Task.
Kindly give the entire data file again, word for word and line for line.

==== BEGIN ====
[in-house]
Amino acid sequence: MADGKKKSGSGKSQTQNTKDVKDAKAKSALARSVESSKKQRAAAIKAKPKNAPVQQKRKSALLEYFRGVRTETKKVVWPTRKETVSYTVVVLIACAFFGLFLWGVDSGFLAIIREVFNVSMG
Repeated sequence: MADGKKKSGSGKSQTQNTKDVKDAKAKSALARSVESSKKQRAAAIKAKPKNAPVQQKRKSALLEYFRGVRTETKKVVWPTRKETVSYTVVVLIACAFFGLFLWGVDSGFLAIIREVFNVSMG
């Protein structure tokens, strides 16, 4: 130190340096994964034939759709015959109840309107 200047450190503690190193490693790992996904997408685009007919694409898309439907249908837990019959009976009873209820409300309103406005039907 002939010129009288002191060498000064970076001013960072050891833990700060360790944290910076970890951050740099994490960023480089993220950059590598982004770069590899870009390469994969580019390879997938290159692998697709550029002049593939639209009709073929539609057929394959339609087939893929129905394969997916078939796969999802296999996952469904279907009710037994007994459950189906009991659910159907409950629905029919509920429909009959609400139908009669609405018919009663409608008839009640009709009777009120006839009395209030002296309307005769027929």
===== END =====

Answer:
[in-house]
Amino acid sequence: MADGKKKSGSGKSQTQNTKDVKDAKAKSALARSVESSKKQRAAAIKAKPKNAPVQQKRKSALLEYFRGVRTETKKVVWPTRKETVSYTVVVLIACAFFGLFLWGVDSGFLAIIREVFNVSMG
Repeated sequence: MADGKKKSGSGKSQTQNTKDVKDAKAKSALARSVESSKKQRAAAIKAKPKNAPVQQKRKSALLEYFRGVRTETKKVVWPTRKETVSYTVVVLIACAFFGLFLWGVDSGFLAIIREVFNVSMG
């Protein structure tokens, strides 16, 4: 130190340096994964034939759709015959109840309107 200047450190503690190193490693790992996904997408685009007919694409898309439907249908837990019959009976009873209820409300309103406005039907 002939010129009288002191060498000064970076001013960072050891833990700060360790944290910076970890951050740099994490960023480089993220950059590598982004770069590899870009390469994969580019390879997938290159692998697709550029002049593939639209009709073929539609057929394959339609087939893929129905394969997916078939796969999802296999996952469904279907009710037994007994459950189906009991659910159907409950629905029919509920429909009959609400139908009669609405018919009663409608008839009640009709009777009120006839009395209030002296309307005769027929």